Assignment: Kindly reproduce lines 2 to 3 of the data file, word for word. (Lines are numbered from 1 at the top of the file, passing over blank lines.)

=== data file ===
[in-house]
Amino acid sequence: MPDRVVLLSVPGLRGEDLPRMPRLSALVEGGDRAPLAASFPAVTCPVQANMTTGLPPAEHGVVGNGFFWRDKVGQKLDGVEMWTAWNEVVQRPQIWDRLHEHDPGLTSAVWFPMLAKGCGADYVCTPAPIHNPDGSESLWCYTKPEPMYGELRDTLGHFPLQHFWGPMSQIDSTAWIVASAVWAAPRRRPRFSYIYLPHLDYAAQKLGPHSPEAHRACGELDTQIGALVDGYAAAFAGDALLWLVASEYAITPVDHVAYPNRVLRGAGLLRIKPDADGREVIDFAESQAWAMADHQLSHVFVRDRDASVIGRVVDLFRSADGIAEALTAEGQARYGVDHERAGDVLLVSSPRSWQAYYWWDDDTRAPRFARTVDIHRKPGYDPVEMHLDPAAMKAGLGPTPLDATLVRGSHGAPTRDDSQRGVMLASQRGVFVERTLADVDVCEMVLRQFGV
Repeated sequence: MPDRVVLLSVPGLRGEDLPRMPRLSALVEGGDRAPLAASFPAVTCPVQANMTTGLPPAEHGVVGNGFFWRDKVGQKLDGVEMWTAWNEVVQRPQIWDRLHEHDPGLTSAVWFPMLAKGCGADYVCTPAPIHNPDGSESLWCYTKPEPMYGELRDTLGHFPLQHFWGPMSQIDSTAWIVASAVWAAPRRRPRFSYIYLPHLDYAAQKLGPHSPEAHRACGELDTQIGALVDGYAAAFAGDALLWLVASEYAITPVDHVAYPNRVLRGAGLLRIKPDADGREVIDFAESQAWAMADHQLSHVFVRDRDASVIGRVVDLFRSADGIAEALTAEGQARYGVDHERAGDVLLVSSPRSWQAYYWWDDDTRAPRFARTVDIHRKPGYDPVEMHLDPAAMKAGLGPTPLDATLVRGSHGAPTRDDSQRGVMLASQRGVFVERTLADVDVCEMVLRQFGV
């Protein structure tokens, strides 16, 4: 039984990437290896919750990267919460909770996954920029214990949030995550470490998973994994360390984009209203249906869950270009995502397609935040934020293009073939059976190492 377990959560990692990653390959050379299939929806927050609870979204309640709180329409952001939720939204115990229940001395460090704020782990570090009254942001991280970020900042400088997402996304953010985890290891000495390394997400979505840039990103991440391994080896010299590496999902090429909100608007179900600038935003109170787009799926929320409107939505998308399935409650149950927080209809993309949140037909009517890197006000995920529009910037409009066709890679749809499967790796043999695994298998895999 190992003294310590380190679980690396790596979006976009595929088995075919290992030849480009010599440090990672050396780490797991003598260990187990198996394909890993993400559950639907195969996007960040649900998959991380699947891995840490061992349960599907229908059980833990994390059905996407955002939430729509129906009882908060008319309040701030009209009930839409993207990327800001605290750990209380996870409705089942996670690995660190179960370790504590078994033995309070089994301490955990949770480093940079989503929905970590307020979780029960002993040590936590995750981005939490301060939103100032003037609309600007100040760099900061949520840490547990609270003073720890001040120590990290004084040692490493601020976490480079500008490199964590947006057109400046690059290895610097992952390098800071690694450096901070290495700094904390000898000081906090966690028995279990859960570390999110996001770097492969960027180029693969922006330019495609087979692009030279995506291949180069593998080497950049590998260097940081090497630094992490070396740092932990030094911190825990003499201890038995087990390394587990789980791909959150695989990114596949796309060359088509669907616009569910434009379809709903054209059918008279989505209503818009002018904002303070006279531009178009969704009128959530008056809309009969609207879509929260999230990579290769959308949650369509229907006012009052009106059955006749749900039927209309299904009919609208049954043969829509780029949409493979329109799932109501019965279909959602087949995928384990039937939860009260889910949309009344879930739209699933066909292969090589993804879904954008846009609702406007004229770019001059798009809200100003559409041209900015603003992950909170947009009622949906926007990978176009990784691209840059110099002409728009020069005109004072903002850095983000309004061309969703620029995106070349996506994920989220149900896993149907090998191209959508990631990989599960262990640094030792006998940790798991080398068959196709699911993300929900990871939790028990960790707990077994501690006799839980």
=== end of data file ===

Amino acid sequence: MPDRVVLLSVPGLRGEDLPRMPRLSALVEGGDRAPLAASFPAVTCPVQANMTTGLPPAEHGVVGNGFFWRDKVGQKLDGVEMWTAWNEVVQRPQIWDRLHEHDPGLTSAVWFPMLAKGCGADYVCTPAPIHNPDGSESLWCYTKPEPMYGELRDTLGHFPLQHFWGPMSQIDSTAWIVASAVWAAPRRRPRFSYIYLPHLDYAAQKLGPHSPEAHRACGELDTQIGALVDGYAAAFAGDALLWLVASEYAITPVDHVAYPNRVLRGAGLLRIKPDADGREVIDFAESQAWAMADHQLSHVFVRDRDASVIGRVVDLFRSADGIAEALTAEGQARYGVDHERAGDVLLVSSPRSWQAYYWWDDDTRAPRFARTVDIHRKPGYDPVEMHLDPAAMKAGLGPTPLDATLVRGSHGAPTRDDSQRGVMLASQRGVFVERTLADVDVCEMVLRQFGV
Repeated sequence: MPDRVVLLSVPGLRGEDLPRMPRLSALVEGGDRAPLAASFPAVTCPVQANMTTGLPPAEHGVVGNGFFWRDKVGQKLDGVEMWTAWNEVVQRPQIWDRLHEHDPGLTSAVWFPMLAKGCGADYVCTPAPIHNPDGSESLWCYTKPEPMYGELRDTLGHFPLQHFWGPMSQIDSTAWIVASAVWAAPRRRPRFSYIYLPHLDYAAQKLGPHSPEAHRACGELDTQIGALVDGYAAAFAGDALLWLVASEYAITPVDHVAYPNRVLRGAGLLRIKPDADGREVIDFAESQAWAMADHQLSHVFVRDRDASVIGRVVDLFRSADGIAEALTAEGQARYGVDHERAGDVLLVSSPRSWQAYYWWDDDTRAPRFARTVDIHRKPGYDPVEMHLDPAAMKAGLGPTPLDATLVRGSHGAPTRDDSQRGVMLASQRGVFVERTLADVDVCEMVLRQFGV